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Journal of a Seaplane Cruise Around The World
Part One: The Atlantic Ocean

Wednesday, August 29 - le Pourquois Pas? [the Why Not?]

Julienhaar to AngmagssalikThe story must appear disjointed from the radio entries alone. Why to Angmagssalik? We do not belong here, since we have provided no fuel base; and Denmark was specific that I should bear responsibility for this provision. At Julianehaab I had intended to cruise up the coast and back in order to make photographs. The hazardous take off was too much and I decided against a return to that unprotected fjord. Then what? We had been delayed 4 hours in getting off, and no longer had time to reach Reykjavik directly before darkness. Gasoline might be stretched to reach Angmagssalik and then Reykjavik, but it would be a close squeeze. Wireless reports said that Angmagssalik has gasoline, but cannot release it without authority from the Greenland Administration. Well, safety first, pride second! - We ask for gas.

Measurement here shows that we used only 110 gallons in 6 hours, showing the economy (17 gallons per hour) of running at the slowest possible revolutions. Started at 1700 to gain 4000'; then 1650, 1575, 1550, and for the last 2 hours 1500 revolutions. Now have 20 gallons in each float, 60 in right wing, and 35-40 in left wing = 135 gallons. This is enough to go on to Reykjavik, but does not give much margin.

Our map was the Imray, Laurie, Norie and Wilson Fishing Chart for Greeland, about 30 m. per inch. Not good for details, but accurate enough for navigating. It was perhaps unfortunate that we struck straight across from Cape Mosting, for it took us out of sight of land, and Bob was too busy with radio to check the course and distance frequently, so he did not know how far we had come, with the result that we were 10 m. to the right of the course when we reached land, and failed to identify which was the Sermilik Fjord and which was Angmagssalik Fjord. We turned toward the first island, saw nothing, and went to the next group. Then realized that these were the small islands beyond Angmagssalik and turned back. The sun blinded us, so I decided to climb high enough to view the inlets from the west. As we started up, Bob spotted smoke from a steamer, and we knew we were there. (Grierson arrived here a week ago flying alone from Reyjkavik by directional radio. He passed directly over Angmagssalik, and returned 3 hours later to land in a fjord 20 m. east of here, where he radioed S.O.S. He had been seen by Eskimos both times he flew over and they found him in the plane the next morning after searching with kayaks).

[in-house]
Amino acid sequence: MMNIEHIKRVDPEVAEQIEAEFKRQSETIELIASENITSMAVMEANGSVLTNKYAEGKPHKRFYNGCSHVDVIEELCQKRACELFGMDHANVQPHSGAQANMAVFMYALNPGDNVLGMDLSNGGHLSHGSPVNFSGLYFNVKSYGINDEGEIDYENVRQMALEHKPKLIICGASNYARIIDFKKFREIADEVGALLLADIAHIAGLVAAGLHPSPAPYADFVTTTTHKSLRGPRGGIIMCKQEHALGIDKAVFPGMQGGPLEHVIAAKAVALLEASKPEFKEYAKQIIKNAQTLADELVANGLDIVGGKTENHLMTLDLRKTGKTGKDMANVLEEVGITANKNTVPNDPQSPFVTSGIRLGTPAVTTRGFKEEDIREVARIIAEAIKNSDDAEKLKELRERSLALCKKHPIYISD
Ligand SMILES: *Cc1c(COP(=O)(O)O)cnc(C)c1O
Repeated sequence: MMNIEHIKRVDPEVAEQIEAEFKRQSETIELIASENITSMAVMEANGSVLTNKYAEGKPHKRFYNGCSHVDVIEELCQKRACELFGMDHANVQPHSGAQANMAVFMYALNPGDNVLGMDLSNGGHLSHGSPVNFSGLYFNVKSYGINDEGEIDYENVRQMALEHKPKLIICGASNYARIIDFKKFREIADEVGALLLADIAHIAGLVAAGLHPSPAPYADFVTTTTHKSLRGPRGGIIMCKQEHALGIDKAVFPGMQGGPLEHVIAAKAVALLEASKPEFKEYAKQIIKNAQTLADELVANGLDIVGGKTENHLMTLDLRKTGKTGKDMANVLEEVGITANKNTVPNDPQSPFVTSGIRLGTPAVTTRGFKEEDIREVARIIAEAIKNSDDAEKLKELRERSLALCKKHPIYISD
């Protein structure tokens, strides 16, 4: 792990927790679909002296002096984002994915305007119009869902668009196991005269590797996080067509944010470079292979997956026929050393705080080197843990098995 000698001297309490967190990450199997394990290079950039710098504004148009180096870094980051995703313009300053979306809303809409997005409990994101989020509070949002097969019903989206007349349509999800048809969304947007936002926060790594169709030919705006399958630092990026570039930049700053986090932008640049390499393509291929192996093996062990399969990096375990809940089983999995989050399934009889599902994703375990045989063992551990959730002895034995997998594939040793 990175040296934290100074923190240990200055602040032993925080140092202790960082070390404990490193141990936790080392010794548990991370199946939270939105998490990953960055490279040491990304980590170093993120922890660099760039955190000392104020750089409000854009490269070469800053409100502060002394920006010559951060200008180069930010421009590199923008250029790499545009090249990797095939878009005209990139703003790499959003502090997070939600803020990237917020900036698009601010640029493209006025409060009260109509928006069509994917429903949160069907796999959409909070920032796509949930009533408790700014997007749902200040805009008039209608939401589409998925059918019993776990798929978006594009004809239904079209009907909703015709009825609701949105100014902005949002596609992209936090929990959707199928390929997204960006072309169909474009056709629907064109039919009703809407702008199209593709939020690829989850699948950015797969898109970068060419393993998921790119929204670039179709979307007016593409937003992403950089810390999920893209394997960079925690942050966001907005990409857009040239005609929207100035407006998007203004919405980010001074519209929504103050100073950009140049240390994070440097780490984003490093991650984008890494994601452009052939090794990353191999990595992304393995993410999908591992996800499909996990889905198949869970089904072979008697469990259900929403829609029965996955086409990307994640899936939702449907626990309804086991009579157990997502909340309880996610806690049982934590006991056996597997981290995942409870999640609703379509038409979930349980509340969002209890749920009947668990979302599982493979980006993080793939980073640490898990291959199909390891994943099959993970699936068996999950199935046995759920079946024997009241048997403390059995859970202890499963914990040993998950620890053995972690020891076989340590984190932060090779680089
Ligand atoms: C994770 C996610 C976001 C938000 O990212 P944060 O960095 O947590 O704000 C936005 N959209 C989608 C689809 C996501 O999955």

We circle to land away from the sun, and picked a lane in the floating ice on the way down. Had been somewhat disturbed throughout the last hour by the sight of immense tracks of ice along the coast; this harbor seldom has any ice, but this year it has been so heavy that the harbor has been frequently filled. It lies protected by 3000' mountains on all sides.

The ship, which is anchored here, is the Pourquoi Pas?, an expedition vessel of 3 masts, square rigged. Its crew had actually put on more coal, oily rags, etc. to make a smoke for us to see because her radio man was listening to Bob's conversation with OZL. After landing we taxied towards the colony, and were met by a launch from the Pourquoi Pas? Standing in the bow was a white-bearded Frenchman, Dr. Jean Charcot, the son of the famous neurologist. He came alongside and explained in good English the trickiness of the icebergs in this 4 mile bottle-neck fjord, which has tides of 18 or 20 feet high. He first advised us to anchor outside of the tiny inlet to the town, but we explored this lane with the boat and decided to move inside and use the buoy an anchor put out by P.A.A. last year for Lindbergh. Rather than be towed in, I started the engine and drove past the icebergs under power. A big French sailor stood on the right float, and Bob on the left, both with gaffs ready to ward off the floating ice. The passage was accomplished without collision, except for a narrow escape for the propellor, when the sailor in his excitement nearly put his gaff into it.